O my Strength, I will watch for you, for you, O God, are my fortress. Ps. 59:9
Perhaps this will be known as the decade of “vulnerability.” We’ve been working up to this in all things self-help for more than a decade. It was a predictable pendulum swing from our bootstrap forebearerers’ game-face self-sufficiency. Popular psychology researcher Brené Brown exemplifies this trend as she speaks to the hearts of fearful, shame-filled people. If you are not familiar with her engaging (but secular) work, you might start here. She gives us permission to be weak and soft and inviting and real. However, I wonder if society, psychology and faith aren’t in danger of losing sight of an opposite quality which is just as important: strength.
There are literally hundreds of references to strength in the Bible, many of them encouraging us to seek the strength of God. Our weakness is a good thing because it summons humility, engenders community and reveals our dependence. But it is still a lack, an absence. As darkness is an absence of light, so weakness is an absence of strength. We are weak so that we will find our strength in the Lord. That kind of strength doesn’t mean pretending to be something you are not; it means trusting that that there is something mightier than our own efforts, and that we have access to it.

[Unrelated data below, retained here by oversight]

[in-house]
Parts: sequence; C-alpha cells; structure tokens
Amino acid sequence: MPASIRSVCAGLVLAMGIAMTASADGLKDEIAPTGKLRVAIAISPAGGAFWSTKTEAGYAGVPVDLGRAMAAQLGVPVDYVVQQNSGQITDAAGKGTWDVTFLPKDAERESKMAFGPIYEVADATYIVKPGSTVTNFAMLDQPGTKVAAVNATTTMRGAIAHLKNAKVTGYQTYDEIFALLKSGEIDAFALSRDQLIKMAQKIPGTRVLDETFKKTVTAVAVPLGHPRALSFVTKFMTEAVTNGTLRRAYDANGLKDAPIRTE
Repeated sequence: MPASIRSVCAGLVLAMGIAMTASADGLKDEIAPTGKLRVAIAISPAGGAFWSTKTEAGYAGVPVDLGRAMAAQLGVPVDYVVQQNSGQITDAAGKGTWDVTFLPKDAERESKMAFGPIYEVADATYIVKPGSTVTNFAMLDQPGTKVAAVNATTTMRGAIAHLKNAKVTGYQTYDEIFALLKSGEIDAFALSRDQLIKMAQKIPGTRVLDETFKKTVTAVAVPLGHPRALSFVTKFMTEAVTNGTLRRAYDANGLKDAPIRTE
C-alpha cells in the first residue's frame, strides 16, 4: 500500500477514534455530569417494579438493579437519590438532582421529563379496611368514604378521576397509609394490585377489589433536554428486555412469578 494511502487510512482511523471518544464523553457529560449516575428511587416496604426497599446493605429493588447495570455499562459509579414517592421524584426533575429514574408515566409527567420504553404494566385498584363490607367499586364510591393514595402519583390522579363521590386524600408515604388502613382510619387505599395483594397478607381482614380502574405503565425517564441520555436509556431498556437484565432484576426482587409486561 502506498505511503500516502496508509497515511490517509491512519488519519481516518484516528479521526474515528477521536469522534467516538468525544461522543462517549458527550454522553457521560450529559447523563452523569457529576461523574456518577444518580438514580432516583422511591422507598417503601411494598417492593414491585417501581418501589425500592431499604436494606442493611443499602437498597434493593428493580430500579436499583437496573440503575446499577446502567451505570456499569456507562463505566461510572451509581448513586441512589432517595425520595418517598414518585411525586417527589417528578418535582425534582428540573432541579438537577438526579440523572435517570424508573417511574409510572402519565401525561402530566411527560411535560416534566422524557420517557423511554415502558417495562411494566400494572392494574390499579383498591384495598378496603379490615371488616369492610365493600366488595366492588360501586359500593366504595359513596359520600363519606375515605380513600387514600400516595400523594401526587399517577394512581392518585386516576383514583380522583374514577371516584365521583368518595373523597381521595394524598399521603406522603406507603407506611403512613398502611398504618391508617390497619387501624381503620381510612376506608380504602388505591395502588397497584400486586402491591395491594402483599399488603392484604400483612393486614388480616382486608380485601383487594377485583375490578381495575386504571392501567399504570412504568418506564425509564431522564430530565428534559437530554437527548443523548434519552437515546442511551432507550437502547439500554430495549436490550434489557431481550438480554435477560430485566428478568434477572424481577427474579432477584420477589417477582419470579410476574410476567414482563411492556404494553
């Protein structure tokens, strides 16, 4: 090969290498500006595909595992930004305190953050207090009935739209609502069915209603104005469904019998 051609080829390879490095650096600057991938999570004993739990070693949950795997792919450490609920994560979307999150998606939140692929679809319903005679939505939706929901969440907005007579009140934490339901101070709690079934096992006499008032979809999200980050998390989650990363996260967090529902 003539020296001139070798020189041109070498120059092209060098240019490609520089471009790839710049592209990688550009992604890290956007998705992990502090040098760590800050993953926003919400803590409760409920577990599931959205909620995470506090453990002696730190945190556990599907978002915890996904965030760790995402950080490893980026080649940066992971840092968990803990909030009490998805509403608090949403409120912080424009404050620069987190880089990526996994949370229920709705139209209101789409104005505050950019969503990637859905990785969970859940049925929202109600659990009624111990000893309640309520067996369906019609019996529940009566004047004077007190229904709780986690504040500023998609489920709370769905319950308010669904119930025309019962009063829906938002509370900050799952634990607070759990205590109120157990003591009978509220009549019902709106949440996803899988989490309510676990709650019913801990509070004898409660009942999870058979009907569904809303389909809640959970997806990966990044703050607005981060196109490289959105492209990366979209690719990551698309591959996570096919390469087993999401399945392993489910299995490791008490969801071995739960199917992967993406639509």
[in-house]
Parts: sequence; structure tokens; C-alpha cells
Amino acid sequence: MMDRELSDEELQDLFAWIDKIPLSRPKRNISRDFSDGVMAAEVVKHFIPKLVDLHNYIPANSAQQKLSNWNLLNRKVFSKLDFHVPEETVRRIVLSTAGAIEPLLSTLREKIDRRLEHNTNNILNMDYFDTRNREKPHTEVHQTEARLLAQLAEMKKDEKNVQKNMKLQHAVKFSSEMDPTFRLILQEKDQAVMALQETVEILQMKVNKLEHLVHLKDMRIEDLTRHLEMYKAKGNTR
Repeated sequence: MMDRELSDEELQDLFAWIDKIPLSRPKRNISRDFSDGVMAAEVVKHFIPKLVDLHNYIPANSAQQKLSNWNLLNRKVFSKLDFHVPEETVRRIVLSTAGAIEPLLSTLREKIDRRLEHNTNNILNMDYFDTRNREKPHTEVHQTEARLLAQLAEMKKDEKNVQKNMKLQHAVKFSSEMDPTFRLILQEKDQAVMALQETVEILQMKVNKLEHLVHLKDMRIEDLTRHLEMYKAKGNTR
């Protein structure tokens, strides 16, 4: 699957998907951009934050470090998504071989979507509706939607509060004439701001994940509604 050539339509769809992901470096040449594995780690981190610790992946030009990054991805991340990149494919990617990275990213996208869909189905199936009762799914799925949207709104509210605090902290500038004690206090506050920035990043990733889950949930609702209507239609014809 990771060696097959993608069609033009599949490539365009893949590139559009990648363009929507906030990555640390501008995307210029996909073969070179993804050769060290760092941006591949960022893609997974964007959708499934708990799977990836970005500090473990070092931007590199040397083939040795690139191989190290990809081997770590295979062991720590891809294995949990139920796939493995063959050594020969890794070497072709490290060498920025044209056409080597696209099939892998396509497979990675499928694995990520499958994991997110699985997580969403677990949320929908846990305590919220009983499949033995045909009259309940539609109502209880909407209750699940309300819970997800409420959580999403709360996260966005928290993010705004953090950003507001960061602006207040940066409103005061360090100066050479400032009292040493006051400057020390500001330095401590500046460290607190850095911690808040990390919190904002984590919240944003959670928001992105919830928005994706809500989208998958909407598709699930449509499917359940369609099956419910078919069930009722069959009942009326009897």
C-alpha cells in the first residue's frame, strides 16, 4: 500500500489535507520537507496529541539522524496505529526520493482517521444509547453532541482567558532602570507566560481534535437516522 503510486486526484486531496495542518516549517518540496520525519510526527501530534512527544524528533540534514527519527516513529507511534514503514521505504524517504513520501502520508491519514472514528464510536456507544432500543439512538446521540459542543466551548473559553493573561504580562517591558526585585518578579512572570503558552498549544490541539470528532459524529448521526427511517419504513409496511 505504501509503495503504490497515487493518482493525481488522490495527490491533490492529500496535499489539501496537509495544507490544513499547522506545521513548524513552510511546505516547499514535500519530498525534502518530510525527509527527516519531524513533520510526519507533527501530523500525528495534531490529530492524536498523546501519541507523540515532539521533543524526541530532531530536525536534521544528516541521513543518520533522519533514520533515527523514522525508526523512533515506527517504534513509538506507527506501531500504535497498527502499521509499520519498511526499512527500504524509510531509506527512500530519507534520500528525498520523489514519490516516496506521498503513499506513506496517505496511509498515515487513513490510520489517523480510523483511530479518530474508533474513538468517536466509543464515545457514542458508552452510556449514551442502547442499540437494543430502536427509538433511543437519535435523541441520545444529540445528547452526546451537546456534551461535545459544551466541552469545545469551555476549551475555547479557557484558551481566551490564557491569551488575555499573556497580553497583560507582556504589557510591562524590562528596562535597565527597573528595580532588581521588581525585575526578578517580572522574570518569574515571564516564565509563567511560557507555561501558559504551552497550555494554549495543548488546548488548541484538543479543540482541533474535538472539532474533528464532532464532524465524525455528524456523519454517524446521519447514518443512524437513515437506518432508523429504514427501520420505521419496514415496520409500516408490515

King David is a great example of someone who was not afraid to reveal his weakness and also recognized the value of power. In times of distress David often sought God’s warm, reassuring presence, but in many of his psalms he also cried out for God’s strength. In fact, he calls out, “O my Strength,” naming God Strength, in Psalm 59. It is not only true that the Lord collects our tears and offers us consolation; He also gives us the capacity we lack to accomplish His good purposes in the midst of difficulty, purposes which might require forbearance (not giving way to childish or impulsive gestures), or require the courage to act, to fight, to speak up.
David likens his enemies to jackals and his Protector to a fortress, but we no longer rely on stone fortresses for protection or fear packs of wild dogs in the street. Because our fears are less physical, we tend to forget that God’s promises are just as applicable. Perhaps you lack the strength to show up at work after that last debacle or to face your spouse’s criticism again or to parent your disabled child one more day. God knows the forces arrayed against you and lovingly welcomes your weakness and fears. But He is also the source of all legitimate strength. God gave David some daring ways out of his many dangerous dilemmas – along with the strength to make it through. He can do the same for you. “I can do everything through Him who gives me strength” Phil. 4:13.
No wild dog ever breached a fortress. Nothing in creation is stronger than the God who lives in you. When we reach the end of ourselves and have only the power of God to rely upon, we are stronger than ever.